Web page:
Childhood as a Time of Complete Horror in James Barrie’s Dystopia Peter Pan

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Childhood as Utter Horror in James Barrie’s Dystopia: Peter Pan

Throughout their youth, children are almost always under the impression that those closest to them have a child’s best interest at heart. Furthermore, children are undoubtedly the most trusting of all creatures in the human race; their hearts and intentions are still pure until gruesomely tainted with manipulation and seduction by their elders. A child’s innocence is something so precious that it creates jealousy in those that crave that innocence. In James Barrie’s dystopia Peter Pan, childhood is portrayed as a time of complete and utter horror because the Darling children are manipulated by those closest to them, because the youth of the Darling children is torn away from them, and because life as the Darling children know it becomes completely deconstructed upon discovering Nerverland.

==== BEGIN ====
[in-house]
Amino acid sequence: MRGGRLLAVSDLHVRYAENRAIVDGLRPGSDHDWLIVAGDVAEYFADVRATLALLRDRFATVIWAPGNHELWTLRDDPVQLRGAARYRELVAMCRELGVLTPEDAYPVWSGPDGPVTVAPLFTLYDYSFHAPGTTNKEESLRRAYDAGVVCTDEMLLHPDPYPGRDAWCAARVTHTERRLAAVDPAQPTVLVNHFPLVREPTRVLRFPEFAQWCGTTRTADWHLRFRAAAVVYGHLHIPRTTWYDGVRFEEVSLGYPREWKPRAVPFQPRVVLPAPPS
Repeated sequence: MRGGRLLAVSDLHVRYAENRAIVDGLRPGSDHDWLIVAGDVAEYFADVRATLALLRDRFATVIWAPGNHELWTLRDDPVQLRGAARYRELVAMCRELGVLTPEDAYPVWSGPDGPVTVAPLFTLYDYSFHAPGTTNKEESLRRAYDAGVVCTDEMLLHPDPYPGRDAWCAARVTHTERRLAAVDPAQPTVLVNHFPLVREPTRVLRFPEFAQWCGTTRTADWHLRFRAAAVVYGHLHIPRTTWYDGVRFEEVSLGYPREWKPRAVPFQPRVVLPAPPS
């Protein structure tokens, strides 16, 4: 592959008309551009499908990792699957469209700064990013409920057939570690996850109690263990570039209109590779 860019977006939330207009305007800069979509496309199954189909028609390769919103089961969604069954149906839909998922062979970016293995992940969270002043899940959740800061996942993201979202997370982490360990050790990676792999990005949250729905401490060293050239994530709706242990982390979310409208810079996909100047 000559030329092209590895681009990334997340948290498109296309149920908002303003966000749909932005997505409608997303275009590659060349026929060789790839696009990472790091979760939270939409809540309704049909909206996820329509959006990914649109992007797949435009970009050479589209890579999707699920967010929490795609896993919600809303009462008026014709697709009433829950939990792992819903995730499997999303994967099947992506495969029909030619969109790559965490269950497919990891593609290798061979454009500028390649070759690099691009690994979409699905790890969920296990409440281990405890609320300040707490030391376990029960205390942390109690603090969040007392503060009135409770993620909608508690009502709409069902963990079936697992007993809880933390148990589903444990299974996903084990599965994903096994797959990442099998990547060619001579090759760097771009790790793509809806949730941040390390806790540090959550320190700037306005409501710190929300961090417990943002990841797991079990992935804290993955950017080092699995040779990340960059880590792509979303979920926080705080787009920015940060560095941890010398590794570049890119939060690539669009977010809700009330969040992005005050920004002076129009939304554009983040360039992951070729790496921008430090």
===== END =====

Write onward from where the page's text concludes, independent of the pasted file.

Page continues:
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In Barrie’s Peter Pan, the Darling children are manipulated by their parents as well as by Peter Pan. Throughout the novel, Wendy, Michael, and John Darling had put complete trust in their parents. In fact, the children trusted their parents so much that they believed everything their parents said to be genuine. However, Mr. and Mrs. Darling chose to put all of their children into the nursery, which was on the top, secluded floor of their home, with no more than Nana the nanny-dog to look over their children. Furthermore, the night that the Darling children are taken away by Peter Pan, Michael Darling sleepily asks his mother, “Can anything harm us, mother, after the night lights are lit?” To which Mrs. Darling responds, “Nothing precious, they are the eyes a mother leaves behind to guard her children (Barrie 21).” In this correspondence with her son, Mrs. Darling gives a false sense of safety to her son, knowing that there was merely a nanny-dog to watch over the children. Coming up with this reasoning behind having night lights in the nursery, and manipulating her children to believe this reasoning makes Mrs. Darling feel better about constantly leaving her children alone. Also, the Darling children are manipulated by Peter Pan himself. As Wendy Darling asks Peter where Neverland5 is he tells her, “Second star to the right and straight on ‘till morning.’ That, Peter told Wendy was the way to Neverland; but even birds, carrying maps and consulting them at windy corners, could not have sighted it with these instructions. Peter, you see, said anything that came to his head (Jessica n.p.).” Peter Pan did not want anyone to know more than he did, and he also did not want anyone to grow up; he was stuck this way, and he wanted to ensure that everyone else around him remained young as well. Another example of Peter manipulating the Darling children would be when he is attempting to coerce them into leaving the nursery to fly with him towards Neverland. Wendy begs Peter not to leave the nursery to go back to Neverland, and he can see that she is desperate. Peter takes advantage of the way Wendy feels about him, and Wendy’s maternal instincts. “He came back, and there was a greedy look in his eyes now which ought to have alarmed her, but did not. ‘Oh, the stories I could tell the lost boys!’ she cried, and then Peter gripped her and began to draw her toward the window (Barrie 33).” Peter knew quite positively that Wendy couldn’t resist the idea of taking care of the Lost Boys; he manipulated her into feeling as though she had to be their mother-surrogate. In fact, Peter Pan was constantly a negative and controlling character: “It is humiliating to have to confess that this conceit of Peter was one of the most fascinating qualities. To put it with brutal frankness, there was never a cockier boy (Barrie 26).” Peter took advantage of the way others perceived him, and played this to his strengths. So, the Darling children were constantly being used, and manipulated by the people in their lives that they placed the most trust in.